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Chapter 2

HSS1101 Chapter 2: Promoting and Preserving your Psychosocial Health


Department
Health Sciences
Course Code
HSS 1101
Professor
G.Girard
Chapter
2

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Psychosocial/mental health ecompasses the intellectual (thinking), emotional (feeling), social
(relating) and spiritual (being) dimensions of health.
You are psychosocially/mentally healthy when you develop each of these dimensions at optimal
levels; and reserve energy for facing the normal ups and downs of life.
Psychosocial health is a result of a complex interaction between your history and your
conscious/ unconscious thoughts about and interpretations of the past.
People who are psychosocially healthy:
- Feel good about themselves
- Feel comfortable with other people
- Control tension and anxiety
- Meet the demands of life
- Curb hate and guilt
- Choose a positive outlook on life
- Enrich the lives of others
- Cherish things that make them smile
- Value diversity
- Appreciate + respect nature (biophilia)
Intellectual health: thinking and rational part of psychosocial health - includes beliefs, values
and attitudes.
It is your ability to:
- perceive things happening around you realistically
- use reasoning in problem solving
- to interpret what is happening accurately
- evaluate situations effectively and react appropriately
The healthy intellectual response is to take responsibility of your actions, or lack of actions.
When a person’s intellectual health deteriorates — he or she may experience sharp declines
in rational thinking and increasingly distorted perceptions. As a result, they may experience
mood swings or become cynical.
Emotional health: the “feeling” or subjective side of mental health; the “feeling” reactions to life
………… aka emotions!
Emotions: intensified feelings or complex patterns of feelings we experience on a day-to-day,
minute-to-minute basis.
Emotions are an interplay of four components: physiological arousal, feelings, cognitive
(thinking) processes, behavioural reactions.

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Four basic types of emotions:
- emotions resulting from harm/loss/threats
- emotions resulting from benefits or rewards
- borderline emotions, such as hope & compassion
- more complex emotions, such as grief or disappointment
++ You can experience these emotions a combination.
Part of being mentally healthy involves evaluating your emotional responses, the environment
leading to these responses, and the appropriateness of your actions/reactions to these
emotional responses.
You’ll respond appropriately to upsetting or uplifting situations, and won’t let your emotions
overpower.
Men in particular think its a weakness to seek help - whether professional or from friends.
Poor emotional health = social health.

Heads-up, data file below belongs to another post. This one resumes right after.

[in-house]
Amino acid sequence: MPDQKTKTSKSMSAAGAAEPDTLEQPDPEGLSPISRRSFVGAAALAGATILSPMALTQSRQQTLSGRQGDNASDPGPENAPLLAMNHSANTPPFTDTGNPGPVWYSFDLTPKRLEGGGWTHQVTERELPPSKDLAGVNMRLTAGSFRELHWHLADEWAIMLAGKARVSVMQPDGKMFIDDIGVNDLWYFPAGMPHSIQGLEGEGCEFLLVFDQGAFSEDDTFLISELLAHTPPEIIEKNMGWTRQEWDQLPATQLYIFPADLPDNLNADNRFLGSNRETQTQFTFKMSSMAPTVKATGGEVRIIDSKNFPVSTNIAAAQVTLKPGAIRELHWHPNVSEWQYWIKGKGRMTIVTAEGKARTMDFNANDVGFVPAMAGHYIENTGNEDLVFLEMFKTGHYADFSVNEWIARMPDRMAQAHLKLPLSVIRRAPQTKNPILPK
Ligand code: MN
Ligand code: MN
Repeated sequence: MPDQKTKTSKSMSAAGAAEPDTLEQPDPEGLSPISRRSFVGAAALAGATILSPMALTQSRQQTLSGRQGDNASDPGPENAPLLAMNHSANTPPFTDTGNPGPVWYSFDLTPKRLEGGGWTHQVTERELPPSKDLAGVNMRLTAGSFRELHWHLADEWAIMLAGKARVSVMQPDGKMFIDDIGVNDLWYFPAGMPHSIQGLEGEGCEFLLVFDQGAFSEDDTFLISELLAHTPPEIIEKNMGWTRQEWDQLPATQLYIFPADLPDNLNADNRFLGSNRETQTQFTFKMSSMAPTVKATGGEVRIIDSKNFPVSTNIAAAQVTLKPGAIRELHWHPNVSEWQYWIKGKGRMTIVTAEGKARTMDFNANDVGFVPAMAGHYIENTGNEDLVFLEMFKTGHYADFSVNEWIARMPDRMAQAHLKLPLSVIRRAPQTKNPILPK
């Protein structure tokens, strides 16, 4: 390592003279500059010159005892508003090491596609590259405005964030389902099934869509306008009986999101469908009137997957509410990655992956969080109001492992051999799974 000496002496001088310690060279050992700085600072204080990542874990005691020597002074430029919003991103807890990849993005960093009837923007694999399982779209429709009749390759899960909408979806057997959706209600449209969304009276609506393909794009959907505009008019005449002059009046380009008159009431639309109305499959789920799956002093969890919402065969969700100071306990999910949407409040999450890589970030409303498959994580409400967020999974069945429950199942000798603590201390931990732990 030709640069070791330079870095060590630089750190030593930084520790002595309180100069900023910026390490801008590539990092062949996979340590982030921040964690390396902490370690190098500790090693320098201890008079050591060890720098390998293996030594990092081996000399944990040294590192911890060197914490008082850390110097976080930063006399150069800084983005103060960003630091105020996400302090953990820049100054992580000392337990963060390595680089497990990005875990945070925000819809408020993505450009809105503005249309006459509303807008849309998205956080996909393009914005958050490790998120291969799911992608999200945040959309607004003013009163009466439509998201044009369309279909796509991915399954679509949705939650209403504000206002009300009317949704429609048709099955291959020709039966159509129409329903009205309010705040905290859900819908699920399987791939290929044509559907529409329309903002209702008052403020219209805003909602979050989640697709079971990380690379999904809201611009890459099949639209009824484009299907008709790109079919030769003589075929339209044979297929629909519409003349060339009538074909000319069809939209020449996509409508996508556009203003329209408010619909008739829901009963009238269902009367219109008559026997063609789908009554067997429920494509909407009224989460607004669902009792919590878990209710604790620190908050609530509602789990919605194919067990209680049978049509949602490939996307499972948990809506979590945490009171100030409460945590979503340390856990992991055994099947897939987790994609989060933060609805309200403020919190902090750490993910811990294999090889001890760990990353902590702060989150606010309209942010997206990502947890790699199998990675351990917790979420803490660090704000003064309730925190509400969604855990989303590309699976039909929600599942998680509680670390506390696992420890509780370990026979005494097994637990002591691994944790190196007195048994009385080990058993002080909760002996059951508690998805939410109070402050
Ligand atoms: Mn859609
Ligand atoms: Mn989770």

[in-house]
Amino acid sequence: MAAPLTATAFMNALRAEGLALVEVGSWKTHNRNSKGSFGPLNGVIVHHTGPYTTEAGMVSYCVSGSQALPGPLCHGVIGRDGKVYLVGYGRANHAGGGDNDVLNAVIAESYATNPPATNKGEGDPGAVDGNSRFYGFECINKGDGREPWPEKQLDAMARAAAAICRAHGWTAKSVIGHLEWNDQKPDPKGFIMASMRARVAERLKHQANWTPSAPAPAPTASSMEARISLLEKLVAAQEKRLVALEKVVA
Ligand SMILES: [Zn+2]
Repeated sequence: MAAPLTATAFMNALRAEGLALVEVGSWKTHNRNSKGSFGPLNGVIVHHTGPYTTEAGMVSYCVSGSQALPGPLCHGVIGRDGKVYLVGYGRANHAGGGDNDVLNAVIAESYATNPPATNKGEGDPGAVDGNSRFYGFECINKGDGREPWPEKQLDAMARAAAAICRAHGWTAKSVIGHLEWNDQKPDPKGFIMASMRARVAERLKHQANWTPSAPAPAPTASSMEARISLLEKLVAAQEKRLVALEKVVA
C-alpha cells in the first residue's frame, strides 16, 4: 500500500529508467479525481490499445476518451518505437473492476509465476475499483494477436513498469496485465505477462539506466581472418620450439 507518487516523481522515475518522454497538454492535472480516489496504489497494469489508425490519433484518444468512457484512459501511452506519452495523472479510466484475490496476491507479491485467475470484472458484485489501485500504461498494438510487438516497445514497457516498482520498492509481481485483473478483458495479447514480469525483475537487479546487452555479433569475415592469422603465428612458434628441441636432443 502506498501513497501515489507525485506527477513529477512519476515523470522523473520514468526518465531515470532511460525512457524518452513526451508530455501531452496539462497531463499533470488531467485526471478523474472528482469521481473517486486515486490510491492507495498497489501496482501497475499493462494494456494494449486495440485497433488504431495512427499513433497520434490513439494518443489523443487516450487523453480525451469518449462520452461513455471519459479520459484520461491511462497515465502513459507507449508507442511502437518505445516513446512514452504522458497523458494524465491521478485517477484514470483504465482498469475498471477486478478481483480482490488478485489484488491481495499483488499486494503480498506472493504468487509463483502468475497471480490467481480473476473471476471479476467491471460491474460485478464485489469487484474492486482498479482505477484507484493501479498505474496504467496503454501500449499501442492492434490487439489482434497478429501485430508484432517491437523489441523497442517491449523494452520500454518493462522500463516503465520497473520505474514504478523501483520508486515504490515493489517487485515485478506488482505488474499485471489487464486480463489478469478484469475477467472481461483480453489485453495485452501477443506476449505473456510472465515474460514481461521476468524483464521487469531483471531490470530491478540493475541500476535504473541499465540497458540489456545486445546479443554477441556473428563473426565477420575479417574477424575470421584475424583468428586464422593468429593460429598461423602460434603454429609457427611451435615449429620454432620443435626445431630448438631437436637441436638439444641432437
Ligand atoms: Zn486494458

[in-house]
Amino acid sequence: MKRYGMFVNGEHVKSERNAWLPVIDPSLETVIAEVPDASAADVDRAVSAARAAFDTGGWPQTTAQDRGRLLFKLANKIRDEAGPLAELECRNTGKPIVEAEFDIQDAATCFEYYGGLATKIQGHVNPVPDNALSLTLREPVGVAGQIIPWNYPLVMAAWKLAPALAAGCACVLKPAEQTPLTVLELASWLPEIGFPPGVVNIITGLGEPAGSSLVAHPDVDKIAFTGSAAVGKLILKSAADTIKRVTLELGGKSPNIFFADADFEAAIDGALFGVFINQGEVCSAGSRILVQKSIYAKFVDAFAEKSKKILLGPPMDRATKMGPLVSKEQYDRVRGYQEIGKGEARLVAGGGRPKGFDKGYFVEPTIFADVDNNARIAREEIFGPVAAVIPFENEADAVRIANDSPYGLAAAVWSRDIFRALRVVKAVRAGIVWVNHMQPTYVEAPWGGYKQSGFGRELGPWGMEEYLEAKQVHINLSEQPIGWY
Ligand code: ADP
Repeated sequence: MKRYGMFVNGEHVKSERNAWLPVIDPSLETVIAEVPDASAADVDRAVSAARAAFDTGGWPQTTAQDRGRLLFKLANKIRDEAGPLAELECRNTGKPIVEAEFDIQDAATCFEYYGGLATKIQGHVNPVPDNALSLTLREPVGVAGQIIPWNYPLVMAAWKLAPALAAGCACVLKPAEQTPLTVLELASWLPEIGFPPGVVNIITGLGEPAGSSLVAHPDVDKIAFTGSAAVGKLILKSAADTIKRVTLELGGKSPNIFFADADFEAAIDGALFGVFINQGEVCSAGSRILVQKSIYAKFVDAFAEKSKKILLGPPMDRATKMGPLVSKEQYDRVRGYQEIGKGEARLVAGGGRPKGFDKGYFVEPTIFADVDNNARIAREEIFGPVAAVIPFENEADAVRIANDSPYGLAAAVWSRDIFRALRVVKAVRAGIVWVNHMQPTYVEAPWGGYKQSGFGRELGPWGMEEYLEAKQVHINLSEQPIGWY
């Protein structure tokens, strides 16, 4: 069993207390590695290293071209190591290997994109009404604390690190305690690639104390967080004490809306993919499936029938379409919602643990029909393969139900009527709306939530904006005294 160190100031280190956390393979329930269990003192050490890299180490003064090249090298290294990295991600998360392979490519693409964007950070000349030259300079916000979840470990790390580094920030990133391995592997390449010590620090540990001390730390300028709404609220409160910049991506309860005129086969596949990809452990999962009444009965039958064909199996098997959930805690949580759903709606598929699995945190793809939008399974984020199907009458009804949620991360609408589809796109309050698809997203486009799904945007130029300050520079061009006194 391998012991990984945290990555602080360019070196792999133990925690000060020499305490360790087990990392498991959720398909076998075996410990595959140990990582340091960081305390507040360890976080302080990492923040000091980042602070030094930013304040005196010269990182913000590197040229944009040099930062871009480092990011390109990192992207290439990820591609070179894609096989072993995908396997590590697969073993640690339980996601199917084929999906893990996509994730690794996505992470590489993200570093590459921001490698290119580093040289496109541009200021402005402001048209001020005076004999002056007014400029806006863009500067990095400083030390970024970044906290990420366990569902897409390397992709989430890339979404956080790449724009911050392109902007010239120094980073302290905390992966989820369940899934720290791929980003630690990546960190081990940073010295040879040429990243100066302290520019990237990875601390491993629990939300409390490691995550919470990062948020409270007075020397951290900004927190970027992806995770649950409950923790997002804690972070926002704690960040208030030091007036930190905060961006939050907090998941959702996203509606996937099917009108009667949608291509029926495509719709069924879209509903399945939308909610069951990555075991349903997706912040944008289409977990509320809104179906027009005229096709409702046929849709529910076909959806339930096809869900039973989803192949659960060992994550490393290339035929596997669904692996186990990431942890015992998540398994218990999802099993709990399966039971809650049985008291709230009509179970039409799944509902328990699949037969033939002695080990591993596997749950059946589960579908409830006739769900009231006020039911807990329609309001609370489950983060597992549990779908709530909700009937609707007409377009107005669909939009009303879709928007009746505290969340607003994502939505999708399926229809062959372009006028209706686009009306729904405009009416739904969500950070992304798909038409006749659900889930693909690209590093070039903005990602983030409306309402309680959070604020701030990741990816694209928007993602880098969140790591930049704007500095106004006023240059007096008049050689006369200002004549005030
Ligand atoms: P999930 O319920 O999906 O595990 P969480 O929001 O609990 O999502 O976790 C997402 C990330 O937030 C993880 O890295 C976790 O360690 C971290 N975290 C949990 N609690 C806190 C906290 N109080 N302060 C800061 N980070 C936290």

———> social isolation is one of the many potentially negative consequences of
unstable emotional responses.
Poor emotional health: feeling and or acting hostile, withdrawn, moody, grumpy etc.
Emotional turmoil seriously affects your ability to think clearly, reason or act in a rational way.
Those who show repeated and excessive abnormal behaviours are classified as as having
mental illnesses.
Social health (part of mental health) is the ability to:
- Interact with others individually or in groups
- Use and provide social support
- Adapt to a variety of social situations
Social health promotes physical and mental health
Two important facts of social health:
the presence of strong social bonds:
social bonds: degree and nature of interpersonal contacts; with the functions of: (a) intimacy,
(b) feeling of belonging to or integration with a group, (c) oppotunities for giving or recieving
nurturance, (d) reassurance of ones worth (e) assistance and guidance (f) advice.

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2) Presence of key social supports
social support: structural and expressive aspects of social interaction.
———> expressive: emotional support, encouragement ———> structural: housing, money
In it’s most extreme form, a lack of social health is represented by acts of prejudice and bias
toward other individuals or groups.
Prejudice: a negative evaluation of an entire group of people usually based on unfavourable
and often mistaken ideas of the group.
SPIRITUAL HEALTH: AN INNER QUEST
It is possible to be intellectually, emotionally, and socially healthy and still not achieve your
optimal levels of psychosocial well being.
——-> spirituality dimension is missing!
Your spiritual health reflects your values, beliefs and perceptions of the world and all living
things.
Spiritually: a search for meaning, connectedness, energy and trancendedness
- refers to the deepest, innermost part of you
- source of strength + purpose
- could be belief in a supreme being, or a specific way of life prescribed a particular
religion.
It is believed that in living in the materialistic Western society, we deny our spiritual needs.
There then comes a point, however usually around mid life - or when a crisis occurs, such as
a major illness or death of someone close to you - when you discover that material world cannot
bring a sense of happiness.
The realization that there is more to life brings new opportunities for understanding yourself and
provides room for spiritual growth.
Attaining and maintaining your spiritual health takes time, effort and experience; the longer you
live, the more you experience; the more you have to learn from.
Four main themes spirituality addresses:
interconnectedness — a web of connections, includng your relationship to yourself, to others
and to a larger meaning or purpose in life
mindfulness — awareness and acceptance of the reality of the present moment.
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